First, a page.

The reason as to why the Media has been granted such freedom is primarily because the citizen’s ‘right to know’ is an important element of the fundamental freedom of speech and expression. Thus, in order to ensure that there is free dissemination of information, it is necessary that we have free and fearless Mass Media in our country. In fact in the recent past, the importance of the Media has increased manifold because of which reliance is now being placed on the media to act as a watchdog in place of the opposition owing to general distrust and collapsing standards in public life.

This has increased particularly due to the emergence of audio and visual media which has a greater impact on the public than print media. The satellite revolution of the 1990s led to a significant increase in the number of television channels and other media. It may be seen that fierce competition between several media groups has in fact led to sensationalisation of information to attract public attention, for increase in TRP s. One of the many results of that is what is commonly known today as a ‘sting operation’.

What is a Sting Operation?

There is no precise definition of a sting operation. It is essentially a deceptive operation designed to catch a person in the act of committing a crime. It generally involves a law enforcement officer or any other cooperative member of the public who acts as an accomplice or victim of the suspect, so as to gather direct evidence incriminating the suspect. It is commonly found in countries like the United States and is not permitted in various other countries such as Sweden, the Netherlands, etc. In India, it is mostly seen in the form of sting operations being carried on by the Mass Media.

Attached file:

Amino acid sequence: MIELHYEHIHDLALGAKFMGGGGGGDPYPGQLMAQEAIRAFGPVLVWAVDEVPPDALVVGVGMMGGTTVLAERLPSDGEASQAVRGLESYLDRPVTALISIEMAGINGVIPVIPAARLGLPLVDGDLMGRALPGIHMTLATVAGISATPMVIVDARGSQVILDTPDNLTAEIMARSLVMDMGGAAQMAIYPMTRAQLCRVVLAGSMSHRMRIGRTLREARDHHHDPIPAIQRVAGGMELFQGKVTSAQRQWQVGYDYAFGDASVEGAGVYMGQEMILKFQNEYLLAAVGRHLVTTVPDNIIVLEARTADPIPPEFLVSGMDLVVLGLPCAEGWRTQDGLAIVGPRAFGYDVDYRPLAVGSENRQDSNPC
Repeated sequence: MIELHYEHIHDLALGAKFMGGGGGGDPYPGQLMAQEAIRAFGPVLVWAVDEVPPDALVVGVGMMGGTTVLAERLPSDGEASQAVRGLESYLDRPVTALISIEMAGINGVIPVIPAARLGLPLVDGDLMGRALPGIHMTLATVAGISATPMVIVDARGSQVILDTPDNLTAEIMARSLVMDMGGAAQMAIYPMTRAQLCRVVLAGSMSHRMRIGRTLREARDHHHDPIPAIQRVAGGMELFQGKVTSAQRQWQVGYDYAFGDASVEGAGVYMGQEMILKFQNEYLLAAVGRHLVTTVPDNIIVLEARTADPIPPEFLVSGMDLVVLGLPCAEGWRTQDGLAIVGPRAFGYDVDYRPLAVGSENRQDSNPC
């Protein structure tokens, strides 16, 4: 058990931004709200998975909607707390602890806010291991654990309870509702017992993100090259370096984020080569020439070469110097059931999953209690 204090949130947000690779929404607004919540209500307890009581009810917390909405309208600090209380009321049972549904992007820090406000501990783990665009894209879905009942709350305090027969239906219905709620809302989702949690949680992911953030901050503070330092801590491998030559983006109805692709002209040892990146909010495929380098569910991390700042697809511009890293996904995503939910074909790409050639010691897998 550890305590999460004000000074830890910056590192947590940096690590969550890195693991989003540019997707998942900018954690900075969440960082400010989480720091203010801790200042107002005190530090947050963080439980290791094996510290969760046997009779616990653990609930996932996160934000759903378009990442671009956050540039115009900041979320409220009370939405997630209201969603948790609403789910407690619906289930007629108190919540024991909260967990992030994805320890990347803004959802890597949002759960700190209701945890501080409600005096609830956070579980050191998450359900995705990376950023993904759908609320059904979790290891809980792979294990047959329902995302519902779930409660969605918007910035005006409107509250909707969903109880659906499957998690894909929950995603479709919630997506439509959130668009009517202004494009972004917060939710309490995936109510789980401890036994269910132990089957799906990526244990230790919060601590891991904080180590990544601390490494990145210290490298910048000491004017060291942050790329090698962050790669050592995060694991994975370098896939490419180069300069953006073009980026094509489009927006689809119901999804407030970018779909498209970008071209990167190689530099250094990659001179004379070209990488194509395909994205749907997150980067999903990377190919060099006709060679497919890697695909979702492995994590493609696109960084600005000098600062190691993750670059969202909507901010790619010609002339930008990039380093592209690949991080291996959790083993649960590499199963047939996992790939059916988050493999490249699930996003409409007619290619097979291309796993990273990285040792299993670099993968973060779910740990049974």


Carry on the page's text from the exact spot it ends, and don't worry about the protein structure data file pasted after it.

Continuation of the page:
In order to understand the concept of sting operations better, it would now be imperative to discuss a few cases dealing with the same.

Sting Operations in the Past

(a) The Tehelka case

One of the biggest sting operations carried out in the country was that of Operation West End in 2001 which is popularly known as the Tehelka scam. This was a sting operation to expose corruption in the defense ministry, where reporters posing as arms salesmen approached the then Defence Minister, Mr. George Fernandes and Bharatiya Janata Party President, Mr. Bangaru Lakshman. The two were caught in the operation and it ultimately led to their resignation from their respective posts. Further, evidence was allegedly found against Mr. L.K. Advani as regards the Indo-Israeli deal to provide border fencing and communication systems but the same was apparently not disclosed. However, the Tehelka operation came under a lot of criticism particularly due to conflicting statements being made by the Tehelkachief and the journalist who carried out the operation, Mathew Samuel with respect to Mr. Advani’s involvement in the entire issue. Certain pertinent questions were raised such as –

  1. Why did two journalists who were part of the same investigation, report differently about the matter?
  2. The Tehelka chief reportedly stated that the two persons being taped first made disclosures before Mr. Samuel and thereafter replicated the same before him. What was the need to replicate such information? Was the former a mere camera rehearsal?